Some individuals may take an excessive amount of Wellbutrin in an attempt to achieve a stronger effect or in a suicide attempt, or it can be an accidental overdose. In any case, recognizing the symptoms of a Wellbutrin overdose is essential for prompt medical intervention.

If an overdose is suspected, seek emergency medical assistance immediately. Symptoms can vary based on the amount ingested and individual patient factors but generally include:

  • Seizures
  • Confusion
  • Hallucinations
  • Loss of consciousness
  • Rapid heart rate
  • Nausea and vomiting
  • Abdominal pain
  • Agitation
  • Delirium

Wellbutrin Uses and Addiction Risks − Bottom Line

Wellbutrin effectively treats conditions like major depressive disorder, seasonal affective disorder, and smoking cessation with additional off-label applications. While generally well-tolerated, Wellbutrin carries a risk of abuse and addiction, particularly when misused.

Individuals struggling with Wellbutrin dependence need professional addiction treatment, which may include outpatient or residential rehab programs and detoxification under medical supervision. Follow your prescribed dosage for safe treatment, and contact your doctor if you have questions.

If you or someone you know is dealing with Wellbutrin addiction, seek professional help immediately. Find a local rehab center to start the journey toward recovery.

People Also Ask

Is Wellbutrin an SSRI?

No, Wellbutrin is not an SSRI. It is classified as an atypical antidepressant, specifically a norepinephrine-dopamine reuptake inhibitor (NDRI).

How does Wellbutrin work?

Wellbutrin works by inhibiting the reuptake of norepinephrine and dopamine, which increases these neurotransmitters’ levels in the brain, enhancing mood and focus.

What happens when you snort Bupropion?

Snorting Bupropion can lead to rapid absorption, increasing the risk of an overdose and seizures, intense side effects, and potential nasal and respiratory damage.

Hope Without Commitment

Find the best treatment options. Call our free and confidential helpline

Most private insurances accepted

Who Answers

Page Sources

  1. Bcps, S. P. K. P. (n.d.). Bupropion - Drug Usage Statistics, ClinCalc DrugStats Database. https://clincalc.com/DrugStats/Drugs/Bupropion
  2. Aikoye, S., Basiru, T. O., Nwoye, I., Adereti, I., Asuquo, S., Ezeokoli, A., Hardy, J., & Umudi, O. (2023). A Systematic Review of Abuse or Overprescription of Bupropion in American Prisons and a Synthesis of Case Reports on Bupropion Abuse in American Prison and Non-prison Systems. Cureus, 15(3). https://doi.org/10.7759/cureus.36189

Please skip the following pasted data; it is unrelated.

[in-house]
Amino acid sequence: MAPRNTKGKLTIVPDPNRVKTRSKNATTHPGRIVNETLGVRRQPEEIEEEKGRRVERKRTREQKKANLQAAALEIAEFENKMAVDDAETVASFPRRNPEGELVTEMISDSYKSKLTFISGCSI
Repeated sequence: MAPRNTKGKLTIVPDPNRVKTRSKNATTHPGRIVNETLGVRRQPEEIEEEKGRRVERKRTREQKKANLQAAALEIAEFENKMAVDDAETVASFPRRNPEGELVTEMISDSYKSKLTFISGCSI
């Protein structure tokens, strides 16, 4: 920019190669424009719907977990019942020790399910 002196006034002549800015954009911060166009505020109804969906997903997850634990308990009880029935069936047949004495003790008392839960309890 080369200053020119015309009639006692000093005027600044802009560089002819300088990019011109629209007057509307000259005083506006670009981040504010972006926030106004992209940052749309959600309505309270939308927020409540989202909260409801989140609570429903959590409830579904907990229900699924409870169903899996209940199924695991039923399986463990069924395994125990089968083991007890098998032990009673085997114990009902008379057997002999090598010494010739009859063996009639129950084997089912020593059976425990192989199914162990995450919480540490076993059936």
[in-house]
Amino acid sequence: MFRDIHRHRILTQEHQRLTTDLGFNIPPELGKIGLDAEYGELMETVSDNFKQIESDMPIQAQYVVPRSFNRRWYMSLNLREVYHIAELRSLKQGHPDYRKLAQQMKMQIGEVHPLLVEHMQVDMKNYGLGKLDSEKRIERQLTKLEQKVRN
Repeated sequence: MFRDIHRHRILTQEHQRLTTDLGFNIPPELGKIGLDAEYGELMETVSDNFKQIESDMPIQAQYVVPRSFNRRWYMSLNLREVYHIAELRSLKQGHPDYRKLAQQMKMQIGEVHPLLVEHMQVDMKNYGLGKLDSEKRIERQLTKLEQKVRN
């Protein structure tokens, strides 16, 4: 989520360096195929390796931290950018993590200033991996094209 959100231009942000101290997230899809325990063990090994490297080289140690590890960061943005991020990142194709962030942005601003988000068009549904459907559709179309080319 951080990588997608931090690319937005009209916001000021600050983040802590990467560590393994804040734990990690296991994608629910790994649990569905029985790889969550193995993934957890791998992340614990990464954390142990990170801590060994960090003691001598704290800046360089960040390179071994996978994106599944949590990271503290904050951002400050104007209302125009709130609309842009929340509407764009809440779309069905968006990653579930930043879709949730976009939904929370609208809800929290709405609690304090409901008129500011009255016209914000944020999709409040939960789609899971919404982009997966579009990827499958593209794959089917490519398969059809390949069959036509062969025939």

3. Huecker, M. R., Smiley, A., & Saadabadi, A. (2023, April 9). Bupropion. StatPearls - NCBI Bookshelf. https://www.ncbi.nlm.nih.gov/books/NBK470212/
  4. Fava, M., Rush, A. J., Thase, M. E., Clayton, A., Stahl, S. M., Pradko, J. F., & Johnston, J. A. (2005). 15 Years of Clinical Experience With Bupropion HCl: From Bupropion to Bupropion SR to Bupropion XL. Primary Care Companion to The Journal of Clinical Psychiatry, 7(3), 106-113. https://doi.org/10.4088/pcc.v07n0305
  5. Dwyer, S., & Hieber, R. (2016). Mania possibly linked with bupropion for smoking cessation: A case report. The Mental Health Clinician, 6(6), 314-317. https://doi.org/10.9740/mhc.2016.11.314
  6. Goren, J. L., & Levin, G. M. (2000). Mania with Bupropion: A Dose-Related Phenomenon? Annals of Pharmacotherapy/˜the œAnnals of Pharmacotherapy, 34(5), 619–621. https://doi.org/10.1345/aph.19313
  7. Rizvi, S. J., & Kennedy, S. H. (2013). Psychopharmacology for the Clinician. Journal of Psychiatry & Neuroscience : JPN, 38(5), E27. https://doi.org/10.1503/jpn.130076
  8. Berigan, T. R. (2002). The Many Uses of Bupropion and Bupropion Sustained Release (SR) in Adults. Primary Care Companion to The Journal of Clinical Psychiatry, 4(1), 30-32. https://doi.org/10.4088/pcc.v04n0110a

Published on: July 5th, 2019

Updated on: June 10th, 2024


A treatment center will attempt to verify your health insurance benefits and/or necessary authorizations on your behalf. Please note, this is only a quote of benefits and/or authorization. We cannot guarantee payment or verification eligibility as conveyed by your health insurance provider will be accurate and complete. Payment of benefits are subject to all terms, conditions, limitations, and exclusions of the member’s contract at time of service. Your health insurance company will only pay for services that it determines to be “reasonable and necessary.” The treatment center will make every effort to have all services preauthorized by your health insurance company. If your health insurance company determines that a particular service is not reasonable and necessary, or that a particular service is not covered under your plan, your insurer will deny payment for that service and it will become your responsibility.

This will close in 0 seconds

Your addiction does not have to define who you are.

You deserve excellent care and a rewarding life in recovery.